Race File

By Samantha Chanse Dec 15, 2001

Anti-Arab Discrimination

Even before the outbreak of anti-Arab violence in the wake of September 11, some voices were calling attention to an alarming national atmosphere of discrimination against Arab Americans.

According to a report released in August by the American-Arab Anti-Discrimination Committee (ADC), Arab Americans face discrimination and bias in virtually every sector of U.S. society. The report traces hate crimes and discrimination against Arab Americans from the beginning of 1998 to the end of 2000.

According to the report, airline passenger profiling has created a hostile atmosphere that singles out Arab Americans. They are vulnerable to hate crimes and other physical and psychological attacks, and experience discrimination at the hands of would-be and current employers.

The media and entertainment industry demonstrate a strong penchant for negative stereotyping and biased reporting of Arabs and Arab Americans. And in the educational system, defamatory and erroneous textbooks contribute to negative attitudes towards Arab Americans.

Myopic White Americans

A national survey in July found a significant percentage of white Americans incorrectly believe that black Americans are as well off as whites in terms of jobs, incomes, schools, and health care. The survey was conducted by the Washington Post, the Henry J. Kaiser Family Foundation, and Harvard University.

The survey found that 49 percent of all whites wrongly believe that blacks and whites have similar levels of education. In fact, 17 percent of blacks have a college degree, compared with 28 percent of all whites; 79 percent of blacks 25 or older have a high school degree, compared with 88 percent of whites.

In terms of jobs, 50 percent of whites believe that the average black is as well off as the average white in terms of jobs, while the Census shows that one third of all whites and one fifth of all blacks hold professional or managerial jobs. Blacks are also about twice as likely as whites to hold lower-paying, less prestigious jobs, and 8 percent of blacks are unemployed, compared with 3.8 percent of whites.

Although the median household income for whites was $44,366 in 1999 compared with $27,910 for blacks, 42 percent of whites believe the typical black person earned as much as, or more than, the typical white.

Finally, 61 percent of white respondents said the average black person had equal or better access to health care than the average white, contrary to the Census Bureau’s Current Population Survey in 2000 finding that blacks were almost twice as likely as whites to be without health insurance.

Bus Rider Victory

The Los Angeles-based Bus Riders Union won the latest round in their protracted campaign against "transit racism" in August when a federal appeals court upheld a landmark 1996 consent decree ordering the Metropolitan Transportation Authority to improve bus service.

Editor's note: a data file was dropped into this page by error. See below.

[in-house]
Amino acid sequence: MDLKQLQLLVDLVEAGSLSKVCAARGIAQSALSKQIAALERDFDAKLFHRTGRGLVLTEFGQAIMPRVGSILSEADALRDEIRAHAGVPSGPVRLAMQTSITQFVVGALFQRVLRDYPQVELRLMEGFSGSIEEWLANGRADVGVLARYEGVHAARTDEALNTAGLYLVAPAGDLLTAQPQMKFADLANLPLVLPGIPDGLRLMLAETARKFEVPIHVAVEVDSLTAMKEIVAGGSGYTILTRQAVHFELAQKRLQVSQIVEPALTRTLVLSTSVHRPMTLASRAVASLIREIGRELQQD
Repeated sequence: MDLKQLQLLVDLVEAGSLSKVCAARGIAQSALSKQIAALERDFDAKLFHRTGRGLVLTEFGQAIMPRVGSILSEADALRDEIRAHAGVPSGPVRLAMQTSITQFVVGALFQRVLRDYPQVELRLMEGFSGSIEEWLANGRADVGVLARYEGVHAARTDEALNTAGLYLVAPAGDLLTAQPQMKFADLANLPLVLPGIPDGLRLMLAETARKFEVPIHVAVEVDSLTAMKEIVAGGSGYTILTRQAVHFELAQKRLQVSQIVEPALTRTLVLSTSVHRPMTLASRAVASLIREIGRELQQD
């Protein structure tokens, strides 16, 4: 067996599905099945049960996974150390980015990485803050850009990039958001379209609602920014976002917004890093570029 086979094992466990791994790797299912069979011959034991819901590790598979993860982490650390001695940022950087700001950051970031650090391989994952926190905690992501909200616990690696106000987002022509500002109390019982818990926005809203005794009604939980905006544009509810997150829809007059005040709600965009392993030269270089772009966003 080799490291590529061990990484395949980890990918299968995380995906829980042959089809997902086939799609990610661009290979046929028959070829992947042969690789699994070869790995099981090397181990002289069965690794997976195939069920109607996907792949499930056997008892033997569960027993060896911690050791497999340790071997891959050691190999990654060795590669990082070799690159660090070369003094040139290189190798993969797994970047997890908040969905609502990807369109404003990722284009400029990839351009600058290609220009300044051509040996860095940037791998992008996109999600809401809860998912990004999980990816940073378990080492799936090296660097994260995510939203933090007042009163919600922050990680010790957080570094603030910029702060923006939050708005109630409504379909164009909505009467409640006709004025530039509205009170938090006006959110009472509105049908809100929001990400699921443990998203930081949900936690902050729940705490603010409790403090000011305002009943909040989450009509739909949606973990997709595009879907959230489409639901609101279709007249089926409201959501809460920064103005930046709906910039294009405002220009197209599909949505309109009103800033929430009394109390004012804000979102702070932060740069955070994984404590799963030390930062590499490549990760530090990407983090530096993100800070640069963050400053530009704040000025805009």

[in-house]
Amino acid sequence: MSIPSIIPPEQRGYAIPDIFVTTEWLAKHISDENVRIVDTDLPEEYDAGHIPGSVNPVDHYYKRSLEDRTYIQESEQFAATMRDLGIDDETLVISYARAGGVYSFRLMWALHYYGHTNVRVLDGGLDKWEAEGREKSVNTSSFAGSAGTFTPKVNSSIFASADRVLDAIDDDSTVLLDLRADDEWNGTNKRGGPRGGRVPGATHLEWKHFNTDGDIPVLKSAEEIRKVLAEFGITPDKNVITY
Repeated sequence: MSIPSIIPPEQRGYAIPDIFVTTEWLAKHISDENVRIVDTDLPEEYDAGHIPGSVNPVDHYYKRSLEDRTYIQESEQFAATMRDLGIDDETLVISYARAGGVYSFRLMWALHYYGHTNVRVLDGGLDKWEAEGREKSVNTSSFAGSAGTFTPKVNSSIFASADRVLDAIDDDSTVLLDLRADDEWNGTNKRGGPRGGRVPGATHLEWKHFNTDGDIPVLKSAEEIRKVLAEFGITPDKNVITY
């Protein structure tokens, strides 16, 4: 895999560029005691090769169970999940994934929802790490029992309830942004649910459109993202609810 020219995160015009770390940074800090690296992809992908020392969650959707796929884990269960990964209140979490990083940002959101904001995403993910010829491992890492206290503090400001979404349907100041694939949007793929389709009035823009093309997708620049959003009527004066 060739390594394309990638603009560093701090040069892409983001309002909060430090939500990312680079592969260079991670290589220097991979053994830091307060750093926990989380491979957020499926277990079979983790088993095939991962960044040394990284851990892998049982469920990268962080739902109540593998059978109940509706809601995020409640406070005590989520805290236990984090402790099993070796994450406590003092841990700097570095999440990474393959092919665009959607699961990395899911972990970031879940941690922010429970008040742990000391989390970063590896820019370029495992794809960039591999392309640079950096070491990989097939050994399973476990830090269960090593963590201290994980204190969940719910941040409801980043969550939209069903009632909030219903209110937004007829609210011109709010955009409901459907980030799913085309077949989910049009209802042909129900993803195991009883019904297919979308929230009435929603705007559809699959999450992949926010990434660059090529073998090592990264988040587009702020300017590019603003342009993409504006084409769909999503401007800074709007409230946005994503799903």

The court ordered the MTA to buy 248 new buses and pay legal expenses for the BRU. The MTA, which is appealing the new ruling, has argued that the Supreme Court’s Sandoval decision puts the consent decree into question. The Sandoval case established that only discriminatory intent, and not impact, can be challenged under Title VI of the Civil Rights Act.

The legal fight began in 1994, when the BRU and the NAACP Legal Defense and Educational Fund filed a class action civil rights lawsuit after the MTA tried to raise bus fares and eliminate monthly passes. They argued successfully that the transit agency was engaging in de facto discrimination, since it was planning to build a rail system that would benefit middle-class and affluent suburbanites at the expense of bus riders, over 85 percent of whom are low-income people of color.

"Our legal case is very strong. We have demonstrated both discriminatory intent and disparate impacts," said Eric Mann, co-chair of the BRU planning committee and director of the Labor/Community Strategy Center. "The MTA is violating not just our civil rights but a signed consent decree."

Mexico Passes New Indian Rights Bill

The Mexican Congress passed a watered-down version of a law that bans discrimination against Native people based on their race and tribal affiliations. Political and legal representatives of indigenous groups in Mexico said the new law, which was stripped of its major provisions, emerged stillborn.

Earlier drafts of the bill included provisions that called for Native autonomy over land and natural resources. The law was originally intended to help settle the Zapatista movement in Chiapas and grant a measure of legal and social autonomy to indigenous groups. Mexican lawmakers, however, diluted or erased the most substantial clauses of the bill, arguing that the original version would have Balkanized the country.

Indigenous groups had been pushing for the law for years. Mexico’s 10 million Indians are poorer than other Mexicans, and many lack access to drinking water, food, schools, roads, and housing. The Indian Affairs Minister, Xochitl Gálvez, said that racism against Indians is pervasive, although non-Indian Mexicans rarely admit it.